On completion of this course it is expected that students will be able to:
describe the cognitive-behavioural model of behaviour change;
explain how and why cognitive and behavioural interventions are applied in a developmentally-sensitive way with young people;
specify four main targets of assessment in cognitive therapy;
specify at least 15 methods to detect young people’s cognition;
specify at least 5 methods for modifying the unhelpful cognition of young people;
build a working relationship with a young person;
help a young person understand what cognitive therapy is and how it works;
engage an adolescent in collaborative detection of helpful and unhelpful cognition;
engage an adolescent in collaborative modification of a young person’s unhelpful cognition;
engage an adolescent in the practice of helpful cognition;
identify their own ‘strengths and soft-spots’ in working with young people and in the detection and modification of young people’s cognition.
Nine workgroup assignments (5 practical and 4 theoretical assignments; 70% of final mark)
Active participation in workgroups (30% of final mark)
The Faculty of Social Sciences has instituted that instructors use a software programme for the systematic detection of plagiarism in students’ written work. In case of fraud disciplinary actions will be taken. Please see the information concerning fraud
Information on blackboard.leidenuniv.nl
Graham, P.J., & Reynolds, A. (2013). Cognitive behaviour therapy for children and families (3rd ed.). Cambridge: Cambridge University Press. [Approximately one-half of the text is prescribed reading.]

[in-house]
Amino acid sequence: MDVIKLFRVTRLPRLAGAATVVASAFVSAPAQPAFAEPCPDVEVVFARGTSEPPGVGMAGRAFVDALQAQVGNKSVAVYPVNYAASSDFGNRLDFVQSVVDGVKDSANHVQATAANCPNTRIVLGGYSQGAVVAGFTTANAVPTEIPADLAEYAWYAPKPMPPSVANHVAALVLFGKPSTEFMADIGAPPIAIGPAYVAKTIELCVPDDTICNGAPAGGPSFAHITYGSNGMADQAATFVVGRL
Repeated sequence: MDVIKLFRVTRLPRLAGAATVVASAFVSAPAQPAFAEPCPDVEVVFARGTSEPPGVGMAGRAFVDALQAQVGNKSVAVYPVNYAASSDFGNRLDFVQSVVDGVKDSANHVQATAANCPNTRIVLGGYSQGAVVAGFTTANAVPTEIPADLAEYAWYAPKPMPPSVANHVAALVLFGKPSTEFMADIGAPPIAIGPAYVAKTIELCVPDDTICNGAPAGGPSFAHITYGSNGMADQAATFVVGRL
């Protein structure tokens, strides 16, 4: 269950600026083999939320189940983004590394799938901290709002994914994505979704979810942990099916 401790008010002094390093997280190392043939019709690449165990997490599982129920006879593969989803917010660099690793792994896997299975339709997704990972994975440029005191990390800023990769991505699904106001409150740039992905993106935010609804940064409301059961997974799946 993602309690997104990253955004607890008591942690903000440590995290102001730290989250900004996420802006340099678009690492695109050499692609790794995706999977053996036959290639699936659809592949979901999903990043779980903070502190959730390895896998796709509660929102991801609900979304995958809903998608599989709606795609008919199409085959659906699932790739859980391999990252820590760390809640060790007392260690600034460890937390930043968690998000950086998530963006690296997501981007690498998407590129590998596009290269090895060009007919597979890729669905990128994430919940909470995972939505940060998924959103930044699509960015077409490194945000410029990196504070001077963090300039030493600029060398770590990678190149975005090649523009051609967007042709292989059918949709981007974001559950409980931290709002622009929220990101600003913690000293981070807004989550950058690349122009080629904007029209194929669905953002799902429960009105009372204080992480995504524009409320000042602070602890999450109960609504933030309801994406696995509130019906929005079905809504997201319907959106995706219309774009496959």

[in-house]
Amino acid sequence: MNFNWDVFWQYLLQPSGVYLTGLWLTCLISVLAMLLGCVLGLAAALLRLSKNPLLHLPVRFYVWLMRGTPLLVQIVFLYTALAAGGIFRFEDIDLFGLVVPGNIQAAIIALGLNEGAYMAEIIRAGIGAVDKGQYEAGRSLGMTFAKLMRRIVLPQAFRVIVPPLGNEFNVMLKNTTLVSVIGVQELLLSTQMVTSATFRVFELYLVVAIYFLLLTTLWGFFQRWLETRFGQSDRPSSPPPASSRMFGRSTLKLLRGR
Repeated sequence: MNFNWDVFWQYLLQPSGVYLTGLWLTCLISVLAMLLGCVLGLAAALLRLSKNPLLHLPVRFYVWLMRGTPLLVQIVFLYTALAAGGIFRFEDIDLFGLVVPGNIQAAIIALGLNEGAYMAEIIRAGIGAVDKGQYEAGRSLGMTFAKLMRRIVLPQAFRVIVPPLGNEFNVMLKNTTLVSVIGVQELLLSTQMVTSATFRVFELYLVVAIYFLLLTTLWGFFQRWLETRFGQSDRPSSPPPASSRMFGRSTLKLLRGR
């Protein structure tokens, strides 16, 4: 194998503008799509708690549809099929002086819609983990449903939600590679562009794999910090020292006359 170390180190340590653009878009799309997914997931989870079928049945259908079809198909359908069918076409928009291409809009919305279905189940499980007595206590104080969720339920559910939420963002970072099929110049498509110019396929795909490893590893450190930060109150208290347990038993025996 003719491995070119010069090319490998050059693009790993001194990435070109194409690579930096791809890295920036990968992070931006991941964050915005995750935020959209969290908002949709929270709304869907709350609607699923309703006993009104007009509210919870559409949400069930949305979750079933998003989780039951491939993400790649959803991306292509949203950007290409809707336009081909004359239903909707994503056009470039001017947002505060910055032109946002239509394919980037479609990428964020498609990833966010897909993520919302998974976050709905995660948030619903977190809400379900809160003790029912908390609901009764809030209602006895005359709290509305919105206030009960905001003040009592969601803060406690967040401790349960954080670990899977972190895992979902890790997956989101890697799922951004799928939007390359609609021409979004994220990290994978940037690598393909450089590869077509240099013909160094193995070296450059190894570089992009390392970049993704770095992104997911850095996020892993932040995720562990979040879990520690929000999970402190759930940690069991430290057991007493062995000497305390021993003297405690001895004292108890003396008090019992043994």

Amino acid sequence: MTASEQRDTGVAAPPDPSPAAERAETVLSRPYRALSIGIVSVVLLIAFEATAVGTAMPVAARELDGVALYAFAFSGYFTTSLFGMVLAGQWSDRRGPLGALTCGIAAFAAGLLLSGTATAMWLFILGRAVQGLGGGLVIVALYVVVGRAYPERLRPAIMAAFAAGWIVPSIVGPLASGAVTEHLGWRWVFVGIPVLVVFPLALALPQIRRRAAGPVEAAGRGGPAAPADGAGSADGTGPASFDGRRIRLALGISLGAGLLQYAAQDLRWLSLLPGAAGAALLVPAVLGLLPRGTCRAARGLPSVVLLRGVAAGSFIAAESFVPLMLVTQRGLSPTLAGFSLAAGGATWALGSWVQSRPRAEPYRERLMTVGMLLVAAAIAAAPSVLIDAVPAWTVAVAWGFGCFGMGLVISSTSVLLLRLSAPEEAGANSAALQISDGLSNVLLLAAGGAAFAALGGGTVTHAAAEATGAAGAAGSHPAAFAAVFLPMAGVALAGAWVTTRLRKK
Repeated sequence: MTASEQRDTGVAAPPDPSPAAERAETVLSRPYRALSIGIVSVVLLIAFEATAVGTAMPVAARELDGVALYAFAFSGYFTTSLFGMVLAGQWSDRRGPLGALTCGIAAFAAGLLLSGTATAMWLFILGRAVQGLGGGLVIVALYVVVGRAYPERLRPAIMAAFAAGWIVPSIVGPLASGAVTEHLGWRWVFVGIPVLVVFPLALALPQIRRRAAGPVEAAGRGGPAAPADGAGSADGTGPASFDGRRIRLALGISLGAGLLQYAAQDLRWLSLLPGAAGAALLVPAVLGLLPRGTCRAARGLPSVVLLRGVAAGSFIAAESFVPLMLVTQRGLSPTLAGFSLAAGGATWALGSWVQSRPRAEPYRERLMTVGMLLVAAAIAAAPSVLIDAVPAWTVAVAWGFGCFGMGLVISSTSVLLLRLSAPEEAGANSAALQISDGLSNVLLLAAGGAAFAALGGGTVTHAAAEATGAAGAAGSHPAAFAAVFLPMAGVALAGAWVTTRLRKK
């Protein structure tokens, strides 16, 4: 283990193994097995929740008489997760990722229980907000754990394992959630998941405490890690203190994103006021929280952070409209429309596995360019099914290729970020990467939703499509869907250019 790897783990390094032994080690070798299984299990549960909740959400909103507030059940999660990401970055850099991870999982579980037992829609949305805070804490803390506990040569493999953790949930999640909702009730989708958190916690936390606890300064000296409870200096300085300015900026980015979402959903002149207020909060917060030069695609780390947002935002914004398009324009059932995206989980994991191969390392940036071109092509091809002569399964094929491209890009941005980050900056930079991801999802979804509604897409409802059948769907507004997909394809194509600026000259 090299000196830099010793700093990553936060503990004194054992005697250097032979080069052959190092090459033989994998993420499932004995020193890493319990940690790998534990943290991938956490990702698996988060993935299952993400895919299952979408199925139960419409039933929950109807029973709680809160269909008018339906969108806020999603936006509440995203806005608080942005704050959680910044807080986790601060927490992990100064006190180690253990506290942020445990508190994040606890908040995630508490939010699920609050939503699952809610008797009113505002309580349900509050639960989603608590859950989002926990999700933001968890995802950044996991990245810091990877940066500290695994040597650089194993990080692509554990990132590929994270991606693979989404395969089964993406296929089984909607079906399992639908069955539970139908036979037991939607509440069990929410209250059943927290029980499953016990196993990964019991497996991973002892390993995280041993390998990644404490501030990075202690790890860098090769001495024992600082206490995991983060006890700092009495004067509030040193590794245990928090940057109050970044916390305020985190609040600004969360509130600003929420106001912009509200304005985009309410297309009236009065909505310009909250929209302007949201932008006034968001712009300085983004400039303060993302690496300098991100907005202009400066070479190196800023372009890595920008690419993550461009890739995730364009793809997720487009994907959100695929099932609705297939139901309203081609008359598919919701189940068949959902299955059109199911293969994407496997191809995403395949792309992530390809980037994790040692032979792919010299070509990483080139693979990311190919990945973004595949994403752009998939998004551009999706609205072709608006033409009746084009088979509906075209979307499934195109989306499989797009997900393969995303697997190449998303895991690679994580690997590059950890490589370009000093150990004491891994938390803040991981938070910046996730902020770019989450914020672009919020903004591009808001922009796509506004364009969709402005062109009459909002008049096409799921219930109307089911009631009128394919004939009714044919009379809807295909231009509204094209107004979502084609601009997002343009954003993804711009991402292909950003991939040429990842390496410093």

Readings available via ‘Blackboard’. Exemplary literature includes:
- Bares, C.B. (2011). Emerging metacognitive processes during childhood: Implications for intervention development with children. Child and Adolescent Social Work Journal, 28, 291-299.
- Doherr, L., et al. (2005). Young children’s ability to engage in cognitive therapy tasks: Associations with age and educational experience. _Behavioural and Cognitive Psychotherapy, 33, _201-215.
- Friedberg, R.D., & Wilt, L.H. (2010). Metaphors and stories in cognitive behavioral therapy with children. Journal of Rational-Emotive & Cognitive-Behavior Therapy, 28, 100-113.
- Kendall, P., Barmish, A. J. (2007). Show-That-I-Can (homework) in cognitive-behavioral therapy for anxious youth: Individualizing homework for Robert. _Cognitive and Behavioral Practice, 14, _289-296.
- Maric, M., Heyne, D., Van Widenfelt, B. M., & Westenberg, P. M. (2011). Distorted cognitive processing in youth: The structure of negative cognitive errors and their associations with anxiety. _Cognitive Therapy and Research, 35, _11-20.
- Sauter, F., Heyne, D., & Westenberg, P. M. (2009). Cognitive behavior therapy for anxious adolescents: Developmental influences on treatment design and delivery. Clinical Child and Family Psychology Review, 12, 310-335.
- Stallard, P. (2009). _Anxiety: Cognitive behaviour therapy with children and young people. _London: Routledge.
- Suveg, C., Comer, J.S., Furr, J.M., & Kendall, P.C. (2006). Adapting manualized CBT for a cognitively delayed child with multiple anxiety disorders. Clinical Case Studies, 5, 488-510.
Dr. D. Heyne
contact via secretary room 3B48
phone +31 71 5273644